The beige bars above and below show where the Nostalgic playback can be altered and augmented. In the case of “Undertow,” the mirror note stops 200 milliseconds before the peak of the swell and then ricochets back again towards decay for 4000 milliseconds (4 seconds). Trueman calls this an “undertow” effect, and it creates a third note-growth direction to listen for. So for an undertow note: 1) attack/decay;  2) reverse, stopping just short of the peak; 3) decay again for 400 ms.

“Undertow” proceeds at a very slow pace (quarter note equals 40 beats per minute), and the performer is responsible for syncing up timing between all these waves. But the waves are not programmed to follow a certain tempo: they match the duration of the held notes. The pieces could be performed just as easily at 80 BPM or 20 BPM without altering any settings. My own internal sense of timing varies widely with this piece, and I tend to play it too fast.

Example 8 shows a section of “Undertow.” Any musician is used to reading these simple quarter notes and half notes, imagining them to be held for the durations indicated and then released. On the BitKlavier, the performer also needs to factor in the behavior of the current settings. In this case, the written duration with its release only indicates about half of the actual resulting sound. The rapid decay of a piano note also means that the final swell of its mirror image is dramatic at the end of the nostalgic effect.

A kind of nostalgic counterpoint emerges: the attack of each note foregrounds each note as it is struck, and then its reverse swell is equally prominent when it arrives later. The half notes will take twice as long to swell as the quarter notes, so they will return in reverse order.

Example 8 — Mirror notes in “Undertow”

In the book of Microetudes which Trueman commissioned, composers found unusual possibilities within these seemingly simple settings. Nate May’s piece “Cygnet” (Example 9) demonstrates how the direct sound of the instrument and the nostalgic effect can be eerily decoupled. For the performer, it also flips the practice of piano pedaling.



Example 9 — Opening of Nate May’s “Cygnet”
Each key on the BitKlavier can be assigned any combination of behaviors from the available settings. Different effects can happen even within one pattern on one hand. In this case, May silences Bb4, c5, Db5, and Eb5 on the Direct setting, so that the notes don’t speak when pressed (this parameter is called "direct"). This does not mean that they can’t have an effect attached to them! (Example 10)


Example 10 - Nostalgic setting for "Cygnet"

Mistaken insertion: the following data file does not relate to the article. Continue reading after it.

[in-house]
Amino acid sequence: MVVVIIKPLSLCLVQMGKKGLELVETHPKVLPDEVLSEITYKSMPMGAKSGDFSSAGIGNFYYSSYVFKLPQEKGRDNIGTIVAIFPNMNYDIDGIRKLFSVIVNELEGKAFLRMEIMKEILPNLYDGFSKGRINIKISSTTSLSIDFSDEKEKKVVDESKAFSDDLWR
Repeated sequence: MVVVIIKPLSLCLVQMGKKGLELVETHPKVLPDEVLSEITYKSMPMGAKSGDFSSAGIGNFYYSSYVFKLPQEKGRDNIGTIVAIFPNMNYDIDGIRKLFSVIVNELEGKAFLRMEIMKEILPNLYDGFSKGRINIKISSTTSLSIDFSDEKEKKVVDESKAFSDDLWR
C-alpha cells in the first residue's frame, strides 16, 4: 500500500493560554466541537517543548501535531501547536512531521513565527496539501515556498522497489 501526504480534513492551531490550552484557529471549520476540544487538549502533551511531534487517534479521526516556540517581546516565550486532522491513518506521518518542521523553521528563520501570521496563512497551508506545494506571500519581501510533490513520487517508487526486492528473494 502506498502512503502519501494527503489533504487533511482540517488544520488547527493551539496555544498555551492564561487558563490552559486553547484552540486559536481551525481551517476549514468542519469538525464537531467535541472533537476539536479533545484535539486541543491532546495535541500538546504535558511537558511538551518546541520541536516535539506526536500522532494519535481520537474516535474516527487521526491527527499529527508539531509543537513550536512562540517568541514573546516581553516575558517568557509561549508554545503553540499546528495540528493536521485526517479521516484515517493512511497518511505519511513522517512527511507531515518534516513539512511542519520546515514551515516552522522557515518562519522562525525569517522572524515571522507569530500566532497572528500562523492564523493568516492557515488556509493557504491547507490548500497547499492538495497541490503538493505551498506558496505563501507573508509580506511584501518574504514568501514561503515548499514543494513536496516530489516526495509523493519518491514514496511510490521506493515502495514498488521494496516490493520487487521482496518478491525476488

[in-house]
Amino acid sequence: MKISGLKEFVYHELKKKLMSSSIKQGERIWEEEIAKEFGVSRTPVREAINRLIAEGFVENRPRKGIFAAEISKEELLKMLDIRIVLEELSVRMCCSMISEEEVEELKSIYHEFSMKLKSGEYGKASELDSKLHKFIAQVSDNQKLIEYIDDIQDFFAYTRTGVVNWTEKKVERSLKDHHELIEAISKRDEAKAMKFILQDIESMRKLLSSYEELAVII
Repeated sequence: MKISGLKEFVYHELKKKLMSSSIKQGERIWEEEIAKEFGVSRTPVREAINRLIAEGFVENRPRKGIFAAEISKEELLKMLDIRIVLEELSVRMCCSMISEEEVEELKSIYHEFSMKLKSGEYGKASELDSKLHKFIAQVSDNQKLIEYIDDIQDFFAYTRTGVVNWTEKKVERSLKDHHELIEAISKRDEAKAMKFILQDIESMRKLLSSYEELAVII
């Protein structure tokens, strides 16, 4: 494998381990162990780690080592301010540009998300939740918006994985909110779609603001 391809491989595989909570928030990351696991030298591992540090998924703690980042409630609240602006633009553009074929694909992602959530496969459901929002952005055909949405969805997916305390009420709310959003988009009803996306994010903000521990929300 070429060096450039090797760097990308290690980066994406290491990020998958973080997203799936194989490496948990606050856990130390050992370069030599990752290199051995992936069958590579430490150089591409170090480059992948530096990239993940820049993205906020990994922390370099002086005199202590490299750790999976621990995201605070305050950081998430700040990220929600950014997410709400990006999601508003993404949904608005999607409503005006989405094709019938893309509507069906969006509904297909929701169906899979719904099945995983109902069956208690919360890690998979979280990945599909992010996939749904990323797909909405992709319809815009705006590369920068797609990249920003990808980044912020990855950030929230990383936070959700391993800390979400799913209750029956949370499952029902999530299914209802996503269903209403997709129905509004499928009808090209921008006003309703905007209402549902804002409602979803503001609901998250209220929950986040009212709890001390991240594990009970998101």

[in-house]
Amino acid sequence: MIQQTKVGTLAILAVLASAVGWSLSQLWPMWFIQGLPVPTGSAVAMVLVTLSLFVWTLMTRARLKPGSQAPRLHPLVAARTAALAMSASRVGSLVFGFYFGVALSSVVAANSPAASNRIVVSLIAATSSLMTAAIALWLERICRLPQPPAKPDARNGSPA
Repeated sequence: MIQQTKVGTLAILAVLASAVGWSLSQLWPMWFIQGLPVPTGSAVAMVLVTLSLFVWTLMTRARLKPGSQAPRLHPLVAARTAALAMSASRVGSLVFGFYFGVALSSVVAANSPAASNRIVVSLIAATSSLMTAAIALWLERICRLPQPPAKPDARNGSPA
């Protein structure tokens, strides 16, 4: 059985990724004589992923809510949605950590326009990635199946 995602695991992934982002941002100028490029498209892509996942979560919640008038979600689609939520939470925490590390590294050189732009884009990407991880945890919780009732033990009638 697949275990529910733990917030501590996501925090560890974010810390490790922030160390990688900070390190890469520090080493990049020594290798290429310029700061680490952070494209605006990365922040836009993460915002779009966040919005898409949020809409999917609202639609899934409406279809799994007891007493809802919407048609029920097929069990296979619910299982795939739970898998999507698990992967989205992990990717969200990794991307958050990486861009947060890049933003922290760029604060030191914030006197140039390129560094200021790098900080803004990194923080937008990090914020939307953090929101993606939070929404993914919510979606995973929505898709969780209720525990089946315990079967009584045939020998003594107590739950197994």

May attaches long nostalgic effects to these notes, which he augments by a duration multiplier of 3, and he provides an undertow tail to each. In the opening bars of the piece, we can see that the “x” noteheads are silent, but since the pedal is down from the beginning, their nostalgic effect is also suppressed until the pedal is released. The performer is playing a consistent sixteenth-note pattern, but only the outer F-natural notes make direct sound (reminiscent of Ligeti’s "touche-blocques" from his piano etudes). Then, when the pedal is released, pent-up nostalgic effects from those muted notes swell gently over the repeated patterns.

The pedal is held down to silence these notes and let up to release their sound. The relationship between aural and physical is scrambled from what a pianist is used to. This is one of the most difficult aspects of the piece. While each harmony lasts for two bars, the pedaling occurs in the middle of each pattern rather than when the harmony change occurs. It took me awhile to get the hang of this new relationship, as my brain kept telling me to lift the pedal on the harmony change.



Tuning 

 

As a performer, I find variations in tuning to be the easiest to cope with in the Nostalgic Synchronic Etudes. I don’t have perfect pitch, and percussionists are usually more concerned about where to hit something and the timing of the notes than by tuning. Trueman wrote many subtle tuning changes into the Nostalgic Synchronic etudes. Every time I perform them in public people react to their strangeness, while familiarity has made them more comfortable for me.

The greatest challenge comes from situations where tunings change rapidly, such as in the combination of tuning and synchronic settings in Marbles which were previously discussed. In that case, the challenge lies more in accurately triggering settings than in coping with a different tuning.

In the case of “Marbles,” there is one catch that took time to get used to: I am frequently playing a fixed physical pattern when the tuning changes, which means that pitches are changing without me shifting to different notes. This is disconcerting at first, because it circumvents the relationship between physical movement and a change in sound.